Darkness Ascending – Macbeth at Chicago Shakespeare

Teller and Posner, coming off their successful comedy The Tempest a few years ago, have returned to Navy Pier for their second Chicago Shakespeare Theatre collaboration, a tensely wicked and at times oddly humorous adaptation of Macbeth, running through June 24.  The play is staged at the newest addition to Chicago Shakespeare’s now three-stage campus, The Yard, a flexible and large venue that sacrifices some of the intimacy and warmth of the other mainstage Courtyard Theatre for size and sheer theatrical prowess.

The venue is dark, a trait it shares with Shakespeare’s tragic story of naked ambition and untimely death.  Posner and Teller don’t mind – even in their comic Tempest, it was clear that the duo’s own aesthetic of Elizabethan drama is not governed by the popular conception of Hollywood technicolor.  For Macbeth, appropriately, they go darker still.  A gothic aesthetic permeates this production, from the prescient blood-red doors and stained wood floors of what Posner refers to in the program notes as Macbeth’s “gothic castle in the woods,” to the costuming of the Witches and even to the leather vestments of the Scottish soldiers and nobles.

The darkness is further enshrined in the sound design of this production.  The only melodies present are eerie, lyric-less vocalizations emanating from the witches; their incantations range from dissonant to, rarely, beautifully harmonious.  The rest of the music in the play, while minimal, reads as fully integrated into the production since the musician, percussionist Ronnie Malley, is also cast as the Goddess Hecate, lord of the iconic witches.   The bells and drums that he intones from the seat of the underworld, ironically staged in this soaring venue from a “Hell Above,” play a strong role in guiding the psyches of Macbeth and Lady Macbeth – every bit as much of a role as the witches’ supernatural prophesies and nature’s own human folly.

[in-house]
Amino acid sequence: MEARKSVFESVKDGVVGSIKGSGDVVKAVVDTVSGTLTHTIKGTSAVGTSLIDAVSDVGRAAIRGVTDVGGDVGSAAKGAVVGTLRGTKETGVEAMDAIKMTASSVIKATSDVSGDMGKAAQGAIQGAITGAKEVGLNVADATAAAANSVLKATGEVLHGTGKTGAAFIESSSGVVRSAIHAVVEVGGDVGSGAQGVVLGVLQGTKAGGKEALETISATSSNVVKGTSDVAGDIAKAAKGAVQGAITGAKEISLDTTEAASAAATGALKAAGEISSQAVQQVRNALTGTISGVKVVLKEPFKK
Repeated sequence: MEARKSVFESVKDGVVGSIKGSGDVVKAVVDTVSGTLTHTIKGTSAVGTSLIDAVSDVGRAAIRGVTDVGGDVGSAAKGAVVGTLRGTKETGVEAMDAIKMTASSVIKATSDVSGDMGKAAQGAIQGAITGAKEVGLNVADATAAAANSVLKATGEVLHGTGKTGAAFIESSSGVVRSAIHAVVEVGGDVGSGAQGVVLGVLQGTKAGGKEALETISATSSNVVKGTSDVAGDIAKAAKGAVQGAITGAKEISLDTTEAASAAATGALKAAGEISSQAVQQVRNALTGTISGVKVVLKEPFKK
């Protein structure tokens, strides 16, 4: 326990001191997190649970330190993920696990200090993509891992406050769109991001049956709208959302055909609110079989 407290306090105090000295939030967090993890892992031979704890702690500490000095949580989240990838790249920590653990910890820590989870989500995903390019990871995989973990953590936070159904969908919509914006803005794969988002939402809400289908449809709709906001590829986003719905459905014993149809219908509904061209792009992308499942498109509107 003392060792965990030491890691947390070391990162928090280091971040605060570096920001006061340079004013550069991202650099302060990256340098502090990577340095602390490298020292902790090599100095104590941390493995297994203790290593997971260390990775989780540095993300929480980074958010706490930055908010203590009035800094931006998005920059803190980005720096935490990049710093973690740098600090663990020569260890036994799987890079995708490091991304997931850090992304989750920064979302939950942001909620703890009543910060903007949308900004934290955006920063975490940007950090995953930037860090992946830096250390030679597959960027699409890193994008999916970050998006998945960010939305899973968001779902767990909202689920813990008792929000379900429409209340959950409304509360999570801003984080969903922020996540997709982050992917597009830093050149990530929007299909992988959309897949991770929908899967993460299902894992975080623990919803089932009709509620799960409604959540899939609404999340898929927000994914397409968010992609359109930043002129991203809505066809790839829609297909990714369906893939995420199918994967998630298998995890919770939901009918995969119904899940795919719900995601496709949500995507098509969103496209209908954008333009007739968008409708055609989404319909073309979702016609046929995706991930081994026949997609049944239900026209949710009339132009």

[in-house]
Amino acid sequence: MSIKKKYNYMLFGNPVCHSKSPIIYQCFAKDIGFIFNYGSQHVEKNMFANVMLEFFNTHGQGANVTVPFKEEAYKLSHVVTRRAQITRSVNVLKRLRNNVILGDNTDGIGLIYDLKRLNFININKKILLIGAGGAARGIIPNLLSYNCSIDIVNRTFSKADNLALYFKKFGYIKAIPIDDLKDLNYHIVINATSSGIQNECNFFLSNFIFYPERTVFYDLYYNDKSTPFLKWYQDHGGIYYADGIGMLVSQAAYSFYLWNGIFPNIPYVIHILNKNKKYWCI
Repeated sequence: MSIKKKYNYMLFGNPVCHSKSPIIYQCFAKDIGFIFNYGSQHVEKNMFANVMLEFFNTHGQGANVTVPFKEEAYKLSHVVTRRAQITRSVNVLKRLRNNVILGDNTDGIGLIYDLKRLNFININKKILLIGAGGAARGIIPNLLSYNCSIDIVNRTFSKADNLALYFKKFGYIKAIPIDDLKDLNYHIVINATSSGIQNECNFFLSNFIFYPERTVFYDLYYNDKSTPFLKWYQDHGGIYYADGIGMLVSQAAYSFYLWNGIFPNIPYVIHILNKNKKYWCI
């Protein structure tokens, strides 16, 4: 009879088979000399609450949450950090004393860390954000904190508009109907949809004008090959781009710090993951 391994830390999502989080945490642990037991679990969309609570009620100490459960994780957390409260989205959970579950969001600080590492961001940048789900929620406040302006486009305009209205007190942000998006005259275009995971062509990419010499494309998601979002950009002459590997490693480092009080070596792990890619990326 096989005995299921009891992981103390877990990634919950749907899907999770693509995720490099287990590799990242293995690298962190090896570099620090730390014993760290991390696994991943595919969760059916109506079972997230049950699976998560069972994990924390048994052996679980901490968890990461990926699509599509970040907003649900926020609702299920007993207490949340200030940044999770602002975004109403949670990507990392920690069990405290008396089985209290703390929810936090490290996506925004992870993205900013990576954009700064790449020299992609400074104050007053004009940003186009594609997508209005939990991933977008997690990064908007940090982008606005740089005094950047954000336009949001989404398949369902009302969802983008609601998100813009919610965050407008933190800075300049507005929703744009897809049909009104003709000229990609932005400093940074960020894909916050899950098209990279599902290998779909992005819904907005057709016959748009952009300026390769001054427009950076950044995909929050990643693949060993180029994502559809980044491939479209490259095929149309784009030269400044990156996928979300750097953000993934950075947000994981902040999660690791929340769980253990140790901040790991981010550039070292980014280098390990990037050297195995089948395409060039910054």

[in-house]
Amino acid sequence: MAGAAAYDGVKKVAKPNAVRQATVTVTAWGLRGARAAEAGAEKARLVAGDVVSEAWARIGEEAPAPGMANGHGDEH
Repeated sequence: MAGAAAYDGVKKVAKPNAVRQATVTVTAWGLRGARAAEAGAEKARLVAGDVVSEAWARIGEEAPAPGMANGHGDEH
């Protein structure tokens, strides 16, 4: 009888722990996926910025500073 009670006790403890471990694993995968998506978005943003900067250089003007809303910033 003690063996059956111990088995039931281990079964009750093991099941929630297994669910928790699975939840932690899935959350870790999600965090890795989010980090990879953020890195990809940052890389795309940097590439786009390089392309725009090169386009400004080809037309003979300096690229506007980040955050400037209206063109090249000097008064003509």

Comedy doesn’t dominate discussions of Macbeth; perhaps that’s why these directors gave their adaptation an injection of mirth.  Teller sets this unexpected tone from the beginning, with his wry recorded message to silence electronic devices.  His inspiration is more satiric Rocky Horror than staid Shakespeare.  In my view, the comedic turns are mostly welcome, with one exception.  In the climactic scene when Macbeth realizes his fate, as the prophesy of the witches that the short-lived king will meet his match is fulfilled, Macbeth lets the steam out of the moment with a comic release.  The moment flashes a light in the darkness, brightening it enough to dim the overwhelming tragedy that Shakespeare writes so well.

The stage magic, lighting effects, and acting throughout this play are impeccable.  Ian Merrill Peakes and Chaon Cross, as Macbeth and Lady Macbeth, completely fill up their roles.  Last night’s production featured understudy Sam Pearson as Macduff, who stepped in well to the demanding and pivotal role.  And the younger actors on the stage all manage to carry their own against the rest of the seasoned cast.

As always with the best of Shakespearean theatre, the production leaves viewers wrestling with human nature.  Our universe is not black and white; we live in a world where hell can come from above and the wheel of fortune can turn on a witch’s “double, double toil and trouble” whim.  The systems that govern our lives are, quite often, entirely out of our hands.

Thanks for reading.


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